There have been extremely difficult moments in Tunisia, where the country seemed to risk tumbling into the worst scenario. But there have always been politicians and unions keeping channels of discussion open. Voice of America

Michaël Béchir Ayari

Senior Analyst, Tunisia
16 Feb 2020
Le vote [du parti islamiste Ennahda] reflète les tensions au sein du parti. Notamment concernant la succession de Rached Ghannouchi à sa tête qui doit se décider lors d’un congrès cette année. Le Croix

Michaël Béchir Ayari

Senior Analyst, Tunisia
26 Jan 2020
If the [Tunisian] government (...) can’t channel populist concerns about sovereignty, there risks to be a lot of instability and protests. VOA

Michaël Béchir Ayari

Senior Analyst, Tunisia
25 Feb 2018
There is tension between the [Tunisian] police and the judiciary [about ISIS militants]. The police say it’s because the judges are terrorists themselves. BuzzFeed

Michaël Béchir Ayari

Senior Analyst, Tunisia
14 Jan 2018
There is a fertile ground for social anger [in Tunisia] that needs to be taken into account. What will be interesting in the next days is how the youth movements will structure themselves. The New York Times

Michaël Béchir Ayari

Senior Analyst, Tunisia

Latest Updates

Tunisie : éviter les surenchères populistes

Le nouveau gouvernement et président tunisiens représentent des forces politiques qui ont émergé lors des élections de la fin 2019, suscitant populisme, polarisation et tensions. Avec le soutien judicieux de l’Union européenne, la nouvelle classe politique devrait se concentrer sur l’économie et choisir la voie du dialogue et de la réforme administrative.

Also available in English

Tunisia Looks to Reset with the West

Tunisia’s new president risks heightened tensions and instability as he aims to tackle worsening socio-economic conditions. In this excerpt from our Watch List 2020 for European policymakers, Crisis Group urges the EU, as Tunisia’s main trading partner, to prevent strife by accommodating Tunisia’s will for greater economic self-determination.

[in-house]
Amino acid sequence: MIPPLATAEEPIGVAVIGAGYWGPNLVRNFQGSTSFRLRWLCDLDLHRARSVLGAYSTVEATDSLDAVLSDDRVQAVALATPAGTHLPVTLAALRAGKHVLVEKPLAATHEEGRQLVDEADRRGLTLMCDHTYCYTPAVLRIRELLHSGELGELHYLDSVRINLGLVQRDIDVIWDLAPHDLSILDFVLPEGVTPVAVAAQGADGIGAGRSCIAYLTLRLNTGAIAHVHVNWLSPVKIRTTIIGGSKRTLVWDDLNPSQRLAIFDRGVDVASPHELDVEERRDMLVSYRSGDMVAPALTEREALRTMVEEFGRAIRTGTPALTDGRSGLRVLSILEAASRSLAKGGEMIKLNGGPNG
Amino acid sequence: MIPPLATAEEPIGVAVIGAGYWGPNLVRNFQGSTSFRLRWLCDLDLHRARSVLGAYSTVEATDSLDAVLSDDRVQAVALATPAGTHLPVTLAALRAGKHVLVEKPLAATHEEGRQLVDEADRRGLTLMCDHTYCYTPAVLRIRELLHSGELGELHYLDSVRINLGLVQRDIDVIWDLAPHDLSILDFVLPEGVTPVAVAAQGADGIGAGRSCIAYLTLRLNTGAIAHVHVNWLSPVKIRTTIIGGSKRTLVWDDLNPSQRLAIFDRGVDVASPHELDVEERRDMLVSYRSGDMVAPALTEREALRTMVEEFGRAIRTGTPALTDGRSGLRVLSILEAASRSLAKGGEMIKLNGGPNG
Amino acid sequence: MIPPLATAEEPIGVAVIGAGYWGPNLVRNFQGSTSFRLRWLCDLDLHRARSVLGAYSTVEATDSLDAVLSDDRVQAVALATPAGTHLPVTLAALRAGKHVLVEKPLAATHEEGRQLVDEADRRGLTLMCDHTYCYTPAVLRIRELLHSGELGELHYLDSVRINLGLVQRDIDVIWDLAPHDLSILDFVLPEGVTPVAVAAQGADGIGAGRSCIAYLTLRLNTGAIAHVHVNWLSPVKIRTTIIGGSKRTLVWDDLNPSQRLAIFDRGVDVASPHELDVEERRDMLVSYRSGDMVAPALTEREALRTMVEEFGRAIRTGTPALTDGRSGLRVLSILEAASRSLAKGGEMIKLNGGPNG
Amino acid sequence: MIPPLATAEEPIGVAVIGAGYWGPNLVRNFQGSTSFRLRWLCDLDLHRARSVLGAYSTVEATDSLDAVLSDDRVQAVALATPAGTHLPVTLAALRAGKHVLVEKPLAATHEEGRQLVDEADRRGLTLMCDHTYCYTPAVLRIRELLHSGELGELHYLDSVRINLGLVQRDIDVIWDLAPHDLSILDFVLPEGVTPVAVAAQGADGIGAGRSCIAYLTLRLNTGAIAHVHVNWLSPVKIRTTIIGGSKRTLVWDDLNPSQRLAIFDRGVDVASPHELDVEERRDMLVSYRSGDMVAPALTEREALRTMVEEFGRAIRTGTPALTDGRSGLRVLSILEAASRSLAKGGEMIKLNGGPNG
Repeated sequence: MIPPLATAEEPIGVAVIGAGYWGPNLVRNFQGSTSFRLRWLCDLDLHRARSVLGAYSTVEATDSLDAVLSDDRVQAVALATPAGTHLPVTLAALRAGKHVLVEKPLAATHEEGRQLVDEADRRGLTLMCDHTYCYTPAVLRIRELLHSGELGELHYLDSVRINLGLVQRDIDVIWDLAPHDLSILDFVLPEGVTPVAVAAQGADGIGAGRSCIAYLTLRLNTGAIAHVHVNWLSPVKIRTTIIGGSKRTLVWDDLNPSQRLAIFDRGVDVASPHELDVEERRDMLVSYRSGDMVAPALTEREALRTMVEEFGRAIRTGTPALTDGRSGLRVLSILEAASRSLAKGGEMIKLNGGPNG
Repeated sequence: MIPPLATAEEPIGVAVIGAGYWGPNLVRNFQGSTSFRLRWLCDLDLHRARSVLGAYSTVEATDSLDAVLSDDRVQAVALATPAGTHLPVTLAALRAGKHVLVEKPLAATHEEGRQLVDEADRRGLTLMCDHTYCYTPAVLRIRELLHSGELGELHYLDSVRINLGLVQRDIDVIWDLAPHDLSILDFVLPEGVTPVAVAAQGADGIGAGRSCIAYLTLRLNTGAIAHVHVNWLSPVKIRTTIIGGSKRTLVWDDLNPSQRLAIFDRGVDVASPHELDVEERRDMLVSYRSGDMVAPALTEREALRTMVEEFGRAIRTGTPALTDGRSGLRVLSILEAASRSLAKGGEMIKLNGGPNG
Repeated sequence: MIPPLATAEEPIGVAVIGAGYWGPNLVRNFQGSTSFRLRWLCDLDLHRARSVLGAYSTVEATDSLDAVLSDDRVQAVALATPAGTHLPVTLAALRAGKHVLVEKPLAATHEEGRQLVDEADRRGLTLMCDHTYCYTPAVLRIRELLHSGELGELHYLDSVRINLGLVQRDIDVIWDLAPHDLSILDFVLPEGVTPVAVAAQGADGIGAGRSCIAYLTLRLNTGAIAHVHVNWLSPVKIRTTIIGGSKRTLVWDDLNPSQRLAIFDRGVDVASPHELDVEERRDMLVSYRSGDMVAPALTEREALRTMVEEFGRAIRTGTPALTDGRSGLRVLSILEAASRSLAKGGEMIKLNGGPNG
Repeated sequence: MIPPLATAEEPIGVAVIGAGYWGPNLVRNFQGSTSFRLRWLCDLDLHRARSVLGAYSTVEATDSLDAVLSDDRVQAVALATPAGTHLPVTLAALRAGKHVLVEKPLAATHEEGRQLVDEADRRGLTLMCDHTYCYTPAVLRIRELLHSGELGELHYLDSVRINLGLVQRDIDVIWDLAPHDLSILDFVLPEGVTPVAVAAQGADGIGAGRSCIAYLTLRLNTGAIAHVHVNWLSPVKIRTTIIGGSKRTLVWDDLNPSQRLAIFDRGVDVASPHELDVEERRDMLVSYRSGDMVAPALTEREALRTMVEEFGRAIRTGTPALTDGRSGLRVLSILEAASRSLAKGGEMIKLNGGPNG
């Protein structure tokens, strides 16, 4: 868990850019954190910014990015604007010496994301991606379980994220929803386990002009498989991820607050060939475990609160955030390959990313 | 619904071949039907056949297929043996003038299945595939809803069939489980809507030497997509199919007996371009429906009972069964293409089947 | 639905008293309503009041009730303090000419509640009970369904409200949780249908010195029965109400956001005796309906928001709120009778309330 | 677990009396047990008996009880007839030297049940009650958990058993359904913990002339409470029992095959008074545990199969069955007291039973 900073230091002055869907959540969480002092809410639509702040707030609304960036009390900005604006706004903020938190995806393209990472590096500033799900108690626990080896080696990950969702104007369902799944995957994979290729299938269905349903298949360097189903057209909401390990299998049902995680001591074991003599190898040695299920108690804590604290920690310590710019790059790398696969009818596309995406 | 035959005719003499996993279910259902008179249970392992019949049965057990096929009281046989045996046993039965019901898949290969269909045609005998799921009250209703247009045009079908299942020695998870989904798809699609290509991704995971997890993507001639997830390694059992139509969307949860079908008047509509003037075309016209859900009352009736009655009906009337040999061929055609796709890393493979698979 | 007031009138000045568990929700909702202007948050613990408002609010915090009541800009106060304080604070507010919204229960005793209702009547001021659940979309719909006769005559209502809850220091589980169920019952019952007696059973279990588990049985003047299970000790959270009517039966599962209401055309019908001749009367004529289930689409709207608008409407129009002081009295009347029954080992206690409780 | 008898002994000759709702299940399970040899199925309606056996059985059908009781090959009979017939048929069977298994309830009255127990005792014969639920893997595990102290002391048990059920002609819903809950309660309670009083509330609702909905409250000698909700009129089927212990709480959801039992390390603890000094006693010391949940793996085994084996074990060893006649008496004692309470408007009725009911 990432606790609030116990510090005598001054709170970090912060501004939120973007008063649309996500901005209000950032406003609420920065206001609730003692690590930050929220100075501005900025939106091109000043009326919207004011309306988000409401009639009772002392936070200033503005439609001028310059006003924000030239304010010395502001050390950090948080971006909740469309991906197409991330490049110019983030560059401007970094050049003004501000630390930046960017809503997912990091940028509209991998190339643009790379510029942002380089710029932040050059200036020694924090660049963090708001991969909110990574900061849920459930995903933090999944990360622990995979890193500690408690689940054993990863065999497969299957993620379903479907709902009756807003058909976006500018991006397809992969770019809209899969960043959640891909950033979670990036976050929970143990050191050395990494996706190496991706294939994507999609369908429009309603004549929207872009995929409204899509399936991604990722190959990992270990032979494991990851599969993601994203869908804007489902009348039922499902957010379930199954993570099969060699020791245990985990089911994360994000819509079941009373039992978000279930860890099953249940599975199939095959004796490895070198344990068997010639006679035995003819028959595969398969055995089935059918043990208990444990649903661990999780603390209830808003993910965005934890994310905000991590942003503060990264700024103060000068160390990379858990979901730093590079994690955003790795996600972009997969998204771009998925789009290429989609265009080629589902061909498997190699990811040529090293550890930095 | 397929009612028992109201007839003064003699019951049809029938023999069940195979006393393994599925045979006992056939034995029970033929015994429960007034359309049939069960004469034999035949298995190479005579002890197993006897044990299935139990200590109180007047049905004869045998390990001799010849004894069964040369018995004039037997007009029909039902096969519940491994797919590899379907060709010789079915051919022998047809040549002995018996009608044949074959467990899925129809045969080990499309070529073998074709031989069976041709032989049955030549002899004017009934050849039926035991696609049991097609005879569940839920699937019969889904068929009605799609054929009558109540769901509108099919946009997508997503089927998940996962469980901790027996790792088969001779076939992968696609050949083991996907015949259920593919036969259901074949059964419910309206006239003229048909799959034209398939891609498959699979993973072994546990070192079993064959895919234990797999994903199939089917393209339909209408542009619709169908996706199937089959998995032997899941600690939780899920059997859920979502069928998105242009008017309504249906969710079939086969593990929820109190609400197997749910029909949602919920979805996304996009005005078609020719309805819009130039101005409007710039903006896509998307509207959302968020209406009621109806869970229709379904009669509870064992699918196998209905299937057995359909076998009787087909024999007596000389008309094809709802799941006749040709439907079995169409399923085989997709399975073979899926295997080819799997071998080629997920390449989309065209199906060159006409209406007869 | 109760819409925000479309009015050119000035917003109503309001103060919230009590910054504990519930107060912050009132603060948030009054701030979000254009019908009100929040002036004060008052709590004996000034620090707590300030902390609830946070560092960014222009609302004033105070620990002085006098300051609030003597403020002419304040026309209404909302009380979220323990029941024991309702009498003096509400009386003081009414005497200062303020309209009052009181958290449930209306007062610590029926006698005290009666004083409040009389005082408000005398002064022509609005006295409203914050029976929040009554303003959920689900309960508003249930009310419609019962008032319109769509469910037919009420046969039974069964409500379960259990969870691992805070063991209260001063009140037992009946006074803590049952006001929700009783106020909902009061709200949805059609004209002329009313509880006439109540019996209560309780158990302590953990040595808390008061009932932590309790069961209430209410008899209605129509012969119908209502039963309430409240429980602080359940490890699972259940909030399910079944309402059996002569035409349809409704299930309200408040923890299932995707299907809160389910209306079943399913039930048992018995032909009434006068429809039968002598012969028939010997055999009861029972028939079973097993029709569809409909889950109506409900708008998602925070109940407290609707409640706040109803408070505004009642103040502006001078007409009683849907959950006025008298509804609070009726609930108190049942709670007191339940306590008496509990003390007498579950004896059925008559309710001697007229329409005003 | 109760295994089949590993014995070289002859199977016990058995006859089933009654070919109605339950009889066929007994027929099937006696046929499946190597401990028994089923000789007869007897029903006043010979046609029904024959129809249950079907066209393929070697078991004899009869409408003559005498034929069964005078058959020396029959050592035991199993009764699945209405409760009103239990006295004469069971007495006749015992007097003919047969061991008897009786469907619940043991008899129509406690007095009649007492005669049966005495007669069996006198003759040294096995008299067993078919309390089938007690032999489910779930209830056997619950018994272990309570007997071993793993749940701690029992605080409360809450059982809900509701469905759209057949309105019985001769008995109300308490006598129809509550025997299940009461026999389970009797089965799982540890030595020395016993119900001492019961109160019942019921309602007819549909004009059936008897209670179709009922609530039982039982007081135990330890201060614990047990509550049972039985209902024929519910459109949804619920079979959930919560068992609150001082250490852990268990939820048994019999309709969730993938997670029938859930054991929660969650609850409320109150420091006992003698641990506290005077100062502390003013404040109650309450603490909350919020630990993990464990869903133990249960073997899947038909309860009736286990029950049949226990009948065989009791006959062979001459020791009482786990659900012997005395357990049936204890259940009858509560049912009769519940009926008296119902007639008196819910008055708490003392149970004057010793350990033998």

Q&A / Middle East & North Africa

La Tunisie se rend aux urnes dans un contexte délétère

Le premier tour de l’élection présidentielle anticipée tunisienne aura lieu ce dimanche 15 septembre. Selon l’analyste principal de Crisis Group sur la Tunisie, Michael Ayari, les risques de déraillement du processus électoral et de violences sont réels.

Décentralisation en Tunisie : consolider la démocratie sans affaiblir l’Etat

De plus en plus clivant, le processus de décentralisation tunisien risque d’alimenter les tensions sociales et politiques. Pour qu’il tienne ses promesses de réduction des inégalités socio-régionales et d’amélioration des services publics, il doit faire l’objet d’un nouveau compromis prévoyant notamment le renforcement des services territoriaux de l’Etat.

Also available in English

Tunisia in 2019: a Pivotal Year?

Divisions within Tunisia’s political leadership are preventing the government from addressing the country’s political and socio-economic challenges. In this excerpt from our Watch List 2019 for European policymakers, Crisis Group urges the EU to support measures that will prevent further polarisation.